“Every half decent marketer needs to be a highly curious individual”: Mark Evans on the lessons of today for the leaders of tomorrow

Industry veteran Mark Evans has been in the game long enough to learn the difference between significance and success, and why balancing the pursuit of both with intrinsic motivation is the best lesson to teach marketing’s future generations.

Two decades is a long time doing anything, and should just about be enough to qualify you as an expert. In fact, one would be forgiven for thinking they might have a pretty good handle on how the whole thing operates, perhaps they’d even become a little complacent.

Mark Evans can boast over 25 years of experience working in marketing. With almost ten years at Mars Petcare in leadership positions followed by over a decade as CMO at Directline, few can contend with the man-hours of marketing he has committed to the craft - or science. However, as Evans himself will tell you, you can’t afford to get complacent working in marketing, or risk falling out of touch with an industry that moves at a mile a minute.

Having entered, as he puts it, “the third stage of my career”, Evans has decided his expertise is better utilised across as many branches of marketing as possible and so, leaving any one full-time position behind him, now wears several different hats across a few different advisory roles – most recently joining the growth board of tech start-up Studiospace.

Lessons learned

The marketing industry is a constantly changing landscape and one many struggle to keep up with. Evans explains he is a firm believer that although “every half decent marketer needs to be a highly curious individual”, in the wise words of David Weldon, it’s important “not to be the dog that barks at every car”.

“It’s about finding the right balance between being curious enough to stay engaged and up to date with new trends, but not so much so that you overcommit to ‘the new fad’. Marketers are constantly learning and unlearning information and that’s a skill. The ability to stay fresh and keep learning and realise that you've never sussed it.

“Think of ChatGPT, the technology clearly has the potential to be completely transformative, so you can't bury your head in the sand and pretend this stuff doesn’t exist but it also isn’t going to completely change a marketer's purpose. I think that's the beauty of marketing. It keeps you fresh, keeps you young – the moment you think you've learned everything, you’ll fail.”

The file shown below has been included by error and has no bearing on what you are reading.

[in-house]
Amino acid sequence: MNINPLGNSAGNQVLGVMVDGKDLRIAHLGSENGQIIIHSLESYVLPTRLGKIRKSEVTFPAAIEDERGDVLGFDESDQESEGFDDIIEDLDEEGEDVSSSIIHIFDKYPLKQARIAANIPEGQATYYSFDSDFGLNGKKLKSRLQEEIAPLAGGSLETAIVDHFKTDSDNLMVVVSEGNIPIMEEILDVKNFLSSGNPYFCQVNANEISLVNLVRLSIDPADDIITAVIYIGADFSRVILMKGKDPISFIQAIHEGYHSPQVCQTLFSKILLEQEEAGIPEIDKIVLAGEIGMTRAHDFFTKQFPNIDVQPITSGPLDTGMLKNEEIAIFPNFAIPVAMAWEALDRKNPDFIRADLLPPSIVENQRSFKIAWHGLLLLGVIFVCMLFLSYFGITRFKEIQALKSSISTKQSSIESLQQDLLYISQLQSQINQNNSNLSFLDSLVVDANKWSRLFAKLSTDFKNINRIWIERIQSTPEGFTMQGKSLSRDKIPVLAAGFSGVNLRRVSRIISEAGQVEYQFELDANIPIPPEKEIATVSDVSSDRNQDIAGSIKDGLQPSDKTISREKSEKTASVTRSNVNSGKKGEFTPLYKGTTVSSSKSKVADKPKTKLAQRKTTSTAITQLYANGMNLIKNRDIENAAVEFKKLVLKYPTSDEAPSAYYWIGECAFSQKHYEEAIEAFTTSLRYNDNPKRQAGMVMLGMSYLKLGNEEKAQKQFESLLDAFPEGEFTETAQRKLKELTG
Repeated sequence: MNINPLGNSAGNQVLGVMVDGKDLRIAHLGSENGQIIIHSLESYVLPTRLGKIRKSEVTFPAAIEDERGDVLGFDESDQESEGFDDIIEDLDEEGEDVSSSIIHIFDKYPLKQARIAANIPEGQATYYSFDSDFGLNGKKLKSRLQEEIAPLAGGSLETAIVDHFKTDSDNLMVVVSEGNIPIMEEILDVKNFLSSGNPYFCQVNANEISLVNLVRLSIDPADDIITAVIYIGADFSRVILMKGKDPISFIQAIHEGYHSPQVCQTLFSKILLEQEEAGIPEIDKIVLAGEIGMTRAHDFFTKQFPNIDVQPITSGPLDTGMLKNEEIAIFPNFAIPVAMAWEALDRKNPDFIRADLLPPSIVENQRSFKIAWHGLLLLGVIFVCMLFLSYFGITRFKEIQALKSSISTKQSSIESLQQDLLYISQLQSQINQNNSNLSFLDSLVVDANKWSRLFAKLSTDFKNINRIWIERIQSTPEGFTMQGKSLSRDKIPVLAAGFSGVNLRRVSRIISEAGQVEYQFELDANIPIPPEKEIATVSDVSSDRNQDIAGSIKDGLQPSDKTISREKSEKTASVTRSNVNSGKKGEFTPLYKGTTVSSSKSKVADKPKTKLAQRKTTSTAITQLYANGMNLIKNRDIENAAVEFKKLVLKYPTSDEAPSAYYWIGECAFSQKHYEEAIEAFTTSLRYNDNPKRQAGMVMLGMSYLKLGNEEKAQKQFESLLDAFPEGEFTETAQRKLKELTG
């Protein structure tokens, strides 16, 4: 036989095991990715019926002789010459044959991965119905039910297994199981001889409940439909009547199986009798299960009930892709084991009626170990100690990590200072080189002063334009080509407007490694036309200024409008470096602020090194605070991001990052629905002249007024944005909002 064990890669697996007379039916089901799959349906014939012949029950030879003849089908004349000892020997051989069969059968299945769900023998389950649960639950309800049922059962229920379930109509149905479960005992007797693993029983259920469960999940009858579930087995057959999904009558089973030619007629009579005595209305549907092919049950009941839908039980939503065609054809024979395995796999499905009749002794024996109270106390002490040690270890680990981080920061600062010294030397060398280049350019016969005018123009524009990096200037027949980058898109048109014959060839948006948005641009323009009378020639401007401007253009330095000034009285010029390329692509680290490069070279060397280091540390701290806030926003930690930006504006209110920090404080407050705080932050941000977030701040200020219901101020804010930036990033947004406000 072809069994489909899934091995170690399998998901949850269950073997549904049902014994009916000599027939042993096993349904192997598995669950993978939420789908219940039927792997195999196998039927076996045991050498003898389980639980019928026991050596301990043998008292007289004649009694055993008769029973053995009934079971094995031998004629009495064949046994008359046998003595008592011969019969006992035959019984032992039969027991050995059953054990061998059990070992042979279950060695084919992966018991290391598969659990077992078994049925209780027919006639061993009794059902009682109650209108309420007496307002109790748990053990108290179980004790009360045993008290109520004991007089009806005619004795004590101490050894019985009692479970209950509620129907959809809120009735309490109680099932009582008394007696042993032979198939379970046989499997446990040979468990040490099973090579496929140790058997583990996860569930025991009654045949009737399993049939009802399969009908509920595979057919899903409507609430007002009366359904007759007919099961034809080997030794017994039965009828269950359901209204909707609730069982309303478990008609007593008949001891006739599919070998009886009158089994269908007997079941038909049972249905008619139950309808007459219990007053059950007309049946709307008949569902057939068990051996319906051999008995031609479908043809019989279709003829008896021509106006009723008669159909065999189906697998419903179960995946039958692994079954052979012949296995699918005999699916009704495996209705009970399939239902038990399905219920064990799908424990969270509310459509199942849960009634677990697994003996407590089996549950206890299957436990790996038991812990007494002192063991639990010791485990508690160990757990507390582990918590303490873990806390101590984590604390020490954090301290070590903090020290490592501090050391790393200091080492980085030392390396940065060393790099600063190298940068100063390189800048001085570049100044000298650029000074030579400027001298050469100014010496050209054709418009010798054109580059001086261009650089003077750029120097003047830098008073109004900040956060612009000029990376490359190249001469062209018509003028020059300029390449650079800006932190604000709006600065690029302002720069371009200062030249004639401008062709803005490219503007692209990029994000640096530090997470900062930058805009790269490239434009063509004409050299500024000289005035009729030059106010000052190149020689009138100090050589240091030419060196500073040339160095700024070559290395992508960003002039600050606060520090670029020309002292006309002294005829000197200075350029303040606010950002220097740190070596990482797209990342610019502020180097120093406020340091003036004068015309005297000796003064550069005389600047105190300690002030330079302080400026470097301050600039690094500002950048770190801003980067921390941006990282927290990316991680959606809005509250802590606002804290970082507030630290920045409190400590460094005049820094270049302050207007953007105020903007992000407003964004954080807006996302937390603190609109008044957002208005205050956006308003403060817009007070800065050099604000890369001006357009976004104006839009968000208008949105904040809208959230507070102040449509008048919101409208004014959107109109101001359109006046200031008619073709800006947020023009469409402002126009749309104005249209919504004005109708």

Potential for “vicious circle” of failed leadership

Balancing curiosity with scepticism is important, but there’s a bigger existential question for marketing surrounding the faith marketers have from colleagues within their businesses.

“The average tenure of a CMO is half that of CEOs and barely 20% of CMOs get to the end of their second year. Further, 80% of CEOs say they don't trust or aren't impressed by their CMO, but in comparison, only 10% of CEOs say they don't trust or aren't impressed by their CFO.”

Based on this data from Fournaise Marketing Group, “marketing as a function is becoming increasingly marginalised” and there’s potential for a “vicious circle” of failed leadership at the executive level unless something is done.

Studiospace and the third career phase

Something that may surprise you upon meeting Evans is he has technically run six of the 10 fastest marathons in the world. More specifically, he is capable of running 100 metres in 17 seconds and found 421 other people who could do the same.

What came from this gathering was the introduction of the ‘Sprinathon’, a charity event launched in 2016.

“The Sprintathon is a combined 100 metre effort from over 400 hundred people to run around a track 105 and a half times as quickly as possible. This is all to raise money for cancer research and since 2016 I’ve completed 18 of them and raised just shy of £1m.

“Why this is relevant to my career is it was my first taste of real joy and impact outside of the nine to five. I was galvanised by that and decided to scale it a bit over the last few years. I've acquired more advisory, non-executive and coaching type roles because it's fun, it's exciting, but most importantly, it's impactful.

“When the mid part of 2022 rolled around and I decided that I wanted to do this as a full-time portfolio career, it felt more like a continuation than a completely new beginning.”

So why Studiospace? Evans currently works with HM Revenue & Customs as an advisor and contributes regularly to the direction of The Marketing Academy on its Alumni Council, among other roles, but something about the young B2B intermediary caught his attention.